The City of San Diego uses the Google search appliance throughout this Web site. Special Google "sub-collection" searches have been created for the Official City Documents. Each section of Official City Documents provides a full-text search field to search documents within that section. The Official City Documents Home page provides a full-text search of all or select Official City Documents using a checkbox layout. Additional advanced search pages are provided in some sections for a more specific field search.
The Essentials of Google Search
Doing a Google search in Official City Documents is easy. Simply type one or more search terms (the words or phrase that best describe the information you want to find) into the search box and press the Search button.
In response, a results page will be returned with a list of PDF documents related to your search terms.
Choosing search terms
Choosing the right search terms is the key to finding the information you need. Start with the obvious - if you're looking for general information on garage sales, try garage sales.
But it's often advisable to use multiple search terms; if you're planning to have your own garage sale and want to know about garage sale permits, you'll do better with permits garage sales than with either permits or garage sales by themselves.
You might also ask yourself if your search terms are sufficiently specific. It's better to search on luxury hotels San Diego than on north county hotels. But choose your search terms carefully; Google looks for the search terms you chose, so luxury hotels San Diego will probably deliver better results than really nice places to spend the night in San Diego.
Google searches are NOT case sensitive. All letters, regardless of how you type them, will be understood as lower case. For example, searches for san diego, San Diego, and san diEGO will all return the same results.
Automatic "and" queries
By default, Google only returns files that include all of your search terms. There is no need to include "and" between terms. Keep in mind that the order in which the terms are typed will affect the search results. To restrict a search further, just include more terms. For example, to plan a visit to San Diego, simply type, visit san diego.
Exclusion of common words
Google ignores common words and characters such as "where" and "how", as well as certain single digits and single letters, because they tend to slow down your search without improving the results. Google will indicate if a common word has been excluded by displaying details on the results page below the search box.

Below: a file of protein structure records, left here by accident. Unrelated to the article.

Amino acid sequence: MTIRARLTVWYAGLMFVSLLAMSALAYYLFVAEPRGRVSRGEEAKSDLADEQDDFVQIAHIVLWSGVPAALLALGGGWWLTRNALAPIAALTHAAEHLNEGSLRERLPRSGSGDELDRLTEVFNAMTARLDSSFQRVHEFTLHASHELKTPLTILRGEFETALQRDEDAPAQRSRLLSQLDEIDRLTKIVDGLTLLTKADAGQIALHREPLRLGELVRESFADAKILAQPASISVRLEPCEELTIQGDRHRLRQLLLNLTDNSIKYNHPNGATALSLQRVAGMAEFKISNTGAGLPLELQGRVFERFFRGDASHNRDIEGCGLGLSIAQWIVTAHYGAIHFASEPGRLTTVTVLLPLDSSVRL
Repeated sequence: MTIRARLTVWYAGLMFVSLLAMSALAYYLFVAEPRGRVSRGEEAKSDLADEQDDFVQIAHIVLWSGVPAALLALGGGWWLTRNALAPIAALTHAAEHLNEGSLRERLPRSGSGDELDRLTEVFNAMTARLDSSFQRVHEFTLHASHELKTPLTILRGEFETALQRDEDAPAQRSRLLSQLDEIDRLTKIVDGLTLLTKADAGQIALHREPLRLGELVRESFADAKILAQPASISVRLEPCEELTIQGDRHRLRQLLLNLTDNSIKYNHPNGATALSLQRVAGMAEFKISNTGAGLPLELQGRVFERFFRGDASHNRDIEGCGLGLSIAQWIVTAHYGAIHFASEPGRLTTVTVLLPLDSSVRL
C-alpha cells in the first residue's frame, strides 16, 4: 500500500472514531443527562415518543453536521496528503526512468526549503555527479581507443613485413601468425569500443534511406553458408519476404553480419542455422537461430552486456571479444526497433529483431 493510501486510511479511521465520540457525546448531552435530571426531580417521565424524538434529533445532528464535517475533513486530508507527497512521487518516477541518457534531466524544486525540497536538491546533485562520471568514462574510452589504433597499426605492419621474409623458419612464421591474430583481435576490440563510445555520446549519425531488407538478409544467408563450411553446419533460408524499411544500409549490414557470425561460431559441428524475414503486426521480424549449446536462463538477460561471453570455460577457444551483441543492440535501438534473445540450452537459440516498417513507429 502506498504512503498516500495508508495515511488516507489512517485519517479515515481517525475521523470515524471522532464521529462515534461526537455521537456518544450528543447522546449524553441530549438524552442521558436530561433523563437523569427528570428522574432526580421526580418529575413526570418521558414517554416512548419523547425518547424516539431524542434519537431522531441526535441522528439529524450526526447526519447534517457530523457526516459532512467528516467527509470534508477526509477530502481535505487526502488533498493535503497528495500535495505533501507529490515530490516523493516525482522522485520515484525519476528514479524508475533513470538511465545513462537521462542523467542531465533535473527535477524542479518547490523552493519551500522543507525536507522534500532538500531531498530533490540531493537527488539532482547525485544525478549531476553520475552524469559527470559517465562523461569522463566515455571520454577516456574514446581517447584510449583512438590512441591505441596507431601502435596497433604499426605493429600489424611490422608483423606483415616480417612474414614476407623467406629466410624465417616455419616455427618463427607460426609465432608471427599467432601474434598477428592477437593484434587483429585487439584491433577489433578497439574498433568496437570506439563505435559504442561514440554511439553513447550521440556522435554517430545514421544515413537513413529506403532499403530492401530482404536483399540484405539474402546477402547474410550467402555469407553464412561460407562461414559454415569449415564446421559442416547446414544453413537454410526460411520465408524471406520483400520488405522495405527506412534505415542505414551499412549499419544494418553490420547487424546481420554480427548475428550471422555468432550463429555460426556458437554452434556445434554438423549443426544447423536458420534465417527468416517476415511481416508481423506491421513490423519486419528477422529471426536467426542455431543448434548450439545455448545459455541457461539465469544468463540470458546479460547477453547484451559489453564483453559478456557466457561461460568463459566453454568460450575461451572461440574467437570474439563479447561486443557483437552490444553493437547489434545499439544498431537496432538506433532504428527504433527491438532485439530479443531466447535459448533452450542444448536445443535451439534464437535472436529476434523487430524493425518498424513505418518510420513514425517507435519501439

If a common word is essential to getting the results you want, you can include it by putting a "+" sign in front of it. (Be sure to include a space before the "+" sign.)
Another method for doing this is conducting a phrase search, which simply means putting quotation marks around two or more words. Common words in a phrase search (e.g., "where are you") are included in the search.
Google now uses stemming technology. Thus, when appropriate, it will search not only for your search terms, but also for words that are similar to some or all of those terms. If you search for business regulations, business taxes, permits and licenses, Google will also search for business license, and other related variations of your terms. Any variants of your terms that were searched for will be highlighted in the snippet of text accompanying each result.
Sometimes you'll only want results that include an exact phrase. In this case, simply put quotation marks around your search terms, "public improvement and assessment proceedings".
Phrase searches are particularly effective if you're searching for proper names ("San Diego"), quotes ("we've got a lot of work to do"), or other famous phrases ("America's Finest City").
If your search term has more than one meaning (bass, for example, could refer to fishing or music) you can focus your search by putting a minus sign ("-") in front of words related to the meaning you want to avoid.
For example, here's how you'd find pages about bass-heavy lakes, but not bass-heavy music: bass -music
Note: when you include a negative term in your search, be sure to include a space before the minus sign.